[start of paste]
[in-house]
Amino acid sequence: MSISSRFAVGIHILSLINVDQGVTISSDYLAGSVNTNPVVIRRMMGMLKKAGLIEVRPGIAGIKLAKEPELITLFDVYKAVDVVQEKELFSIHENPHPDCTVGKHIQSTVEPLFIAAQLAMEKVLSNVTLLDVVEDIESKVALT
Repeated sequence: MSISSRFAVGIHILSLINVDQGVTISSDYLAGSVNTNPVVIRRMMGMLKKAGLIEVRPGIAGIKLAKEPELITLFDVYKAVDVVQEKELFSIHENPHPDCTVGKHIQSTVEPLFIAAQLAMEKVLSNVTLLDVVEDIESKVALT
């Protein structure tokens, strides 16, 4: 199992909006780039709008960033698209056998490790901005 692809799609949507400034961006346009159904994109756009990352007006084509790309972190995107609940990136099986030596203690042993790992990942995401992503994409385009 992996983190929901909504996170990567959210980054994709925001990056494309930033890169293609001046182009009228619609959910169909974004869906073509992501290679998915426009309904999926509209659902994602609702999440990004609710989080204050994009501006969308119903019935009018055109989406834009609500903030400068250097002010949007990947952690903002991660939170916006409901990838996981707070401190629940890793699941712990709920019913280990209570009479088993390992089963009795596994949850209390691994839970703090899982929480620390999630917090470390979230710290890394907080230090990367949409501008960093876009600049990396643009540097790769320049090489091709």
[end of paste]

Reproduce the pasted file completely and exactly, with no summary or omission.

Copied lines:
[in-house]
Amino acid sequence: MSISSRFAVGIHILSLINVDQGVTISSDYLAGSVNTNPVVIRRMMGMLKKAGLIEVRPGIAGIKLAKEPELITLFDVYKAVDVVQEKELFSIHENPHPDCTVGKHIQSTVEPLFIAAQLAMEKVLSNVTLLDVVEDIESKVALT
Repeated sequence: MSISSRFAVGIHILSLINVDQGVTISSDYLAGSVNTNPVVIRRMMGMLKKAGLIEVRPGIAGIKLAKEPELITLFDVYKAVDVVQEKELFSIHENPHPDCTVGKHIQSTVEPLFIAAQLAMEKVLSNVTLLDVVEDIESKVALT
């Protein structure tokens, strides 16, 4: 199992909006780039709008960033698209056998490790901005 692809799609949507400034961006346009159904994109756009990352007006084509790309972190995107609940990136099986030596203690042993790992990942995401992503994409385009 992996983190929901909504996170990567959210980054994709925001990056494309930033890169293609001046182009009228619609959910169909974004869906073509992501290679998915426009309904999926509209659902994602609702999440990004609710989080204050994009501006969308119903019935009018055109989406834009609500903030400068250097002010949007990947952690903002991660939170916006409901990838996981707070401190629940890793699941712990709920019913280990209570009479088993390992089963009795596994949850209390691994839970703090899982929480620390999630917090470390979230710290890394907080230090990367949409501008960093876009600049990396643009540097790769320049090489091709």